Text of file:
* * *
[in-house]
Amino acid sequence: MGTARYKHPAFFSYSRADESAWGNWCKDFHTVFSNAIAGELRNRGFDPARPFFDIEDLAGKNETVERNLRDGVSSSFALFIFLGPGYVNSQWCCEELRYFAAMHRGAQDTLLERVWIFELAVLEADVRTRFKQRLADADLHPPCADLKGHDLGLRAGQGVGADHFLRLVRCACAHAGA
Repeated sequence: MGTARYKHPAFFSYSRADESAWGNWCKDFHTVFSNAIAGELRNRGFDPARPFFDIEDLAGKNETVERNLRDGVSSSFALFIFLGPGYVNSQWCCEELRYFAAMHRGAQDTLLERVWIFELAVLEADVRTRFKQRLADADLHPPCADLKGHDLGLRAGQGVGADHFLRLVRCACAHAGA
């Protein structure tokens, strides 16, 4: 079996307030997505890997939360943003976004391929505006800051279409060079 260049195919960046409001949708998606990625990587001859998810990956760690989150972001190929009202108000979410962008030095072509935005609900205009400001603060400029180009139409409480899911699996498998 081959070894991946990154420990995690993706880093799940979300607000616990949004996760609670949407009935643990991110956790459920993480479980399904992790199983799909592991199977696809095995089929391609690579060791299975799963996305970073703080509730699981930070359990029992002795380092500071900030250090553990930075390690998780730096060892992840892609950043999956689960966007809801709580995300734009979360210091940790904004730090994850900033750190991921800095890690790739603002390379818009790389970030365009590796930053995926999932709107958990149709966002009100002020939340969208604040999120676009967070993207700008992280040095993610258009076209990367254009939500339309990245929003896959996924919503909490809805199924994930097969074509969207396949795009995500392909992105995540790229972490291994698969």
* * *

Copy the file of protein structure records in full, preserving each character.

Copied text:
[in-house]
Amino acid sequence: MGTARYKHPAFFSYSRADESAWGNWCKDFHTVFSNAIAGELRNRGFDPARPFFDIEDLAGKNETVERNLRDGVSSSFALFIFLGPGYVNSQWCCEELRYFAAMHRGAQDTLLERVWIFELAVLEADVRTRFKQRLADADLHPPCADLKGHDLGLRAGQGVGADHFLRLVRCACAHAGA
Repeated sequence: MGTARYKHPAFFSYSRADESAWGNWCKDFHTVFSNAIAGELRNRGFDPARPFFDIEDLAGKNETVERNLRDGVSSSFALFIFLGPGYVNSQWCCEELRYFAAMHRGAQDTLLERVWIFELAVLEADVRTRFKQRLADADLHPPCADLKGHDLGLRAGQGVGADHFLRLVRCACAHAGA
């Protein structure tokens, strides 16, 4: 079996307030997505890997939360943003976004391929505006800051279409060079 260049195919960046409001949708998606990625990587001859998810990956760690989150972001190929009202108000979410962008030095072509935005609900205009400001603060400029180009139409409480899911699996498998 081959070894991946990154420990995690993706880093799940979300607000616990949004996760609670949407009935643990991110956790459920993480479980399904992790199983799909592991199977696809095995089929391609690579060791299975799963996305970073703080509730699981930070359990029992002795380092500071900030250090553990930075390690998780730096060892992840892609950043999956689960966007809801709580995300734009979360210091940790904004730090994850900033750190991921800095890690790739603002390379818009790389970030365009590796930053995926999932709107958990149709966002009100002020939340969208604040999120676009967070993207700008992280040095993610258009076209990367254009939500339309990245929003896959996924919503909490809805199924994930097969074509969207396949795009995500392909992105995540790229972490291994698969």